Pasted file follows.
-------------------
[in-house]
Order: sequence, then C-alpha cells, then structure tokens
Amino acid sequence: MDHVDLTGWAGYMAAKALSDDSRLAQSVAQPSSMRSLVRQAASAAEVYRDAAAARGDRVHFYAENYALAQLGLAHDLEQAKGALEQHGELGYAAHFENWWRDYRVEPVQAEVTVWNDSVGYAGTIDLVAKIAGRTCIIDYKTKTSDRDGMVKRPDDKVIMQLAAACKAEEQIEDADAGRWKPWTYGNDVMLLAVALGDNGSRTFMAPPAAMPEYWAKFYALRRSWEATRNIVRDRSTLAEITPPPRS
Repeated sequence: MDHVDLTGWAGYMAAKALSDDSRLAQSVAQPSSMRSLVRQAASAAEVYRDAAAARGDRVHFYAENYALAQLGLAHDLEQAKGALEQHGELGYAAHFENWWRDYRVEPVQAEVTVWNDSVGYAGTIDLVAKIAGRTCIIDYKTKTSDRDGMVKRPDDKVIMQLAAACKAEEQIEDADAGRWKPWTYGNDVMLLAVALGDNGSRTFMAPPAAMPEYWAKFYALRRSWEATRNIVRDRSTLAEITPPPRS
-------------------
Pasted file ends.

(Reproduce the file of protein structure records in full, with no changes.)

[in-house]
Order: sequence, then C-alpha cells, then structure tokens
Amino acid sequence: MDHVDLTGWAGYMAAKALSDDSRLAQSVAQPSSMRSLVRQAASAAEVYRDAAAARGDRVHFYAENYALAQLGLAHDLEQAKGALEQHGELGYAAHFENWWRDYRVEPVQAEVTVWNDSVGYAGTIDLVAKIAGRTCIIDYKTKTSDRDGMVKRPDDKVIMQLAAACKAEEQIEDADAGRWKPWTYGNDVMLLAVALGDNGSRTFMAPPAAMPEYWAKFYALRRSWEATRNIVRDRSTLAEITPPPRS
Repeated sequence: MDHVDLTGWAGYMAAKALSDDSRLAQSVAQPSSMRSLVRQAASAAEVYRDAAAARGDRVHFYAENYALAQLGLAHDLEQAKGALEQHGELGYAAHFENWWRDYRVEPVQAEVTVWNDSVGYAGTIDLVAKIAGRTCIIDYKTKTSDRDGMVKRPDDKVIMQLAAACKAEEQIEDADAGRWKPWTYGNDVMLLAVALGDNGSRTFMAPPAAMPEYWAKFYALRRSWEATRNIVRDRSTLAEITPPPRS